We need to implement the method where we will verify a generated token from the handset. For this phase, because we are not verifying the code from the browser, we are going to generate a one-time link for the browser to log in once the code is verified.

public class OneTimeLink {
    public string UserId { get; set; }
    public Guid Guid { get; set; }
}

public class OneTimeLinks {
    private static List<OneTimeLink> _oneTimelinks { get; set; }

    public static OneTimeLink GetByUserId(string userId) {
        if (_oneTimelinks == null)
            return null;
        return _oneTimelinks.FirstOrDefault(m => m.UserId == userId);
    }
    public static bool VerifyLink(string userId, Guid guid) {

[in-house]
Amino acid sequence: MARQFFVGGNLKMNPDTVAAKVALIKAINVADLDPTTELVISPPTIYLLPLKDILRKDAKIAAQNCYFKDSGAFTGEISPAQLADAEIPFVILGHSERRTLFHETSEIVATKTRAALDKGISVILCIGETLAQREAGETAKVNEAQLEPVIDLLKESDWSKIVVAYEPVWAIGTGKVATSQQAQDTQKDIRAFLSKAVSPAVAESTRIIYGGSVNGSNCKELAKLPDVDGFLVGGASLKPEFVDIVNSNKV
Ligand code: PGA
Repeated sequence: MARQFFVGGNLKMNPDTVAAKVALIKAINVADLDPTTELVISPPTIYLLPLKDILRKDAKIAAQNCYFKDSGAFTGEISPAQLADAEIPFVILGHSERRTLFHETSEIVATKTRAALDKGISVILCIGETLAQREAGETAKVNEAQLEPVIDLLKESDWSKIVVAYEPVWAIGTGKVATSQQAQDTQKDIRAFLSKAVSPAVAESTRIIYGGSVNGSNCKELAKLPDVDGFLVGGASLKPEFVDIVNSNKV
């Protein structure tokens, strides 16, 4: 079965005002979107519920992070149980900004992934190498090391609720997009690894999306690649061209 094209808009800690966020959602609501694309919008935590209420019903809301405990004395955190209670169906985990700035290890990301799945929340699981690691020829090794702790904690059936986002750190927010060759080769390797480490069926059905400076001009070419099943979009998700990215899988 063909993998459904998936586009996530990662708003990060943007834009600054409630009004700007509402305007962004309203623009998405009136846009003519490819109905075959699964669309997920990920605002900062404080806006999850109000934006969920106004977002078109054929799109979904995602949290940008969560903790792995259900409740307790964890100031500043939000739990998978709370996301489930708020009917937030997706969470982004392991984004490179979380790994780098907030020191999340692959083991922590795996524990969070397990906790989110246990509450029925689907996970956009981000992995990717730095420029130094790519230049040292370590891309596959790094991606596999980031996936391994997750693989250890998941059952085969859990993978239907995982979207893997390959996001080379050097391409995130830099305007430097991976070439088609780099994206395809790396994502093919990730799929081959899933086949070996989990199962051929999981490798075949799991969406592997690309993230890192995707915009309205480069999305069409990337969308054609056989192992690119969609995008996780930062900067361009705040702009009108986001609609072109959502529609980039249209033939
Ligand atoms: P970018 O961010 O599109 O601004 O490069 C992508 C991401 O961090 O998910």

if (_oneTimelinks == null)
            return false;
        if (_oneTimelinks.Any(m => m.Guid == guid && m.UserId == userId)) {
            //if it checked out remove the link its now not valid anymore
            _oneTimelinks.Remove(_oneTimelinks.First(m => m.Guid == guid && m.UserId == userId));
            return true;
        } else {
            return false;
        }
    }
    public static void AddLink(string userId) {
        if (_oneTimelinks == null)
            _oneTimelinks = new List<OneTimeLink>();
        _oneTimelinks.Add(new OneTimeLink {
            UserId = userId,
            Guid = Guid.NewGuid()
        });
    }
}

We will use the above code by adding an entry to the list once a TOPT token is verified:

[HttpPost]
[Route("api/verifytoken/")]
public async Task<HttpResponseMessage> VerifyToken(string token, string phoneNumber)
{
    long timeStepMatched = 0;
    var user = UserManager.Users.First(u => u.PhoneNumber == phoneNumber);